Sometimes , He takes everything away from us so we can learn the value of everything we have.

===========
Umair
hopefulmommy
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« Reply #7 on: May 13, 2009, 11:28:51 AM »

Hi All,
I have been wanting for writing for a long time, but that just got postponed.Our daughter is doing good, her Hb is in the 8 range and she is growing up. We visited Dr. Vichinsky, CHORI Oakland, sometime back and here are some of the facts which he mentioned, in a summary. I am also attaching a food list which we got from there. It was great to meet one of the leading persons on thalassemia presently. Many heartfelt thanks to this group for doing such excellent dissemination work on Thalassemia; we came to know so much so easily.

Few Important points: Thalassemia is manageable condition and kids have a normal life span and life quality with care. They grow up, go to college, marry, do job and live their life to the fullest. It is important to bring up kid in a usual way and not be overly protective or scared or treat child differently. Otherwise there is a negative impact on the child’s psychology.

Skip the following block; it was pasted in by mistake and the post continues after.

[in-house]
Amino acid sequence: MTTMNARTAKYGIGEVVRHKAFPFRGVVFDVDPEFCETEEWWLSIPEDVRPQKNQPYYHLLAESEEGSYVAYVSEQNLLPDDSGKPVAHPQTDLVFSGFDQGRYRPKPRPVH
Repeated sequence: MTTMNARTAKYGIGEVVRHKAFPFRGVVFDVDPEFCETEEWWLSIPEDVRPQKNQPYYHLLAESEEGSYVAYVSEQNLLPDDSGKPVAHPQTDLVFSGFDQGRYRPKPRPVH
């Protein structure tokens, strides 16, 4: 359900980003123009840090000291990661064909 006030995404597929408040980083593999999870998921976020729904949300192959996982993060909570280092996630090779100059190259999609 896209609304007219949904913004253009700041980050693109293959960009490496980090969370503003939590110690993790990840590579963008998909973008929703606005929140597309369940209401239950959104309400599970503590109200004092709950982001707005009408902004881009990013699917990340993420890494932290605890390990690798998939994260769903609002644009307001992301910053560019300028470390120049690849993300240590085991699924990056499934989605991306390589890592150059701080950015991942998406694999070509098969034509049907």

1.   Hb F inducers: Taking hydroxyurea is mostly safe after 2 years. The next generation of inducers like Decitabine, Butyrate, Azacitidine seem to be even more potent and clinical trials for these in infants are also ongoing. Side effects studies of these are also being done.
2.   Wheatgrass: Can be tried
3.   Gene therapy is also a treatment which may come up in future. Some successful cases are there.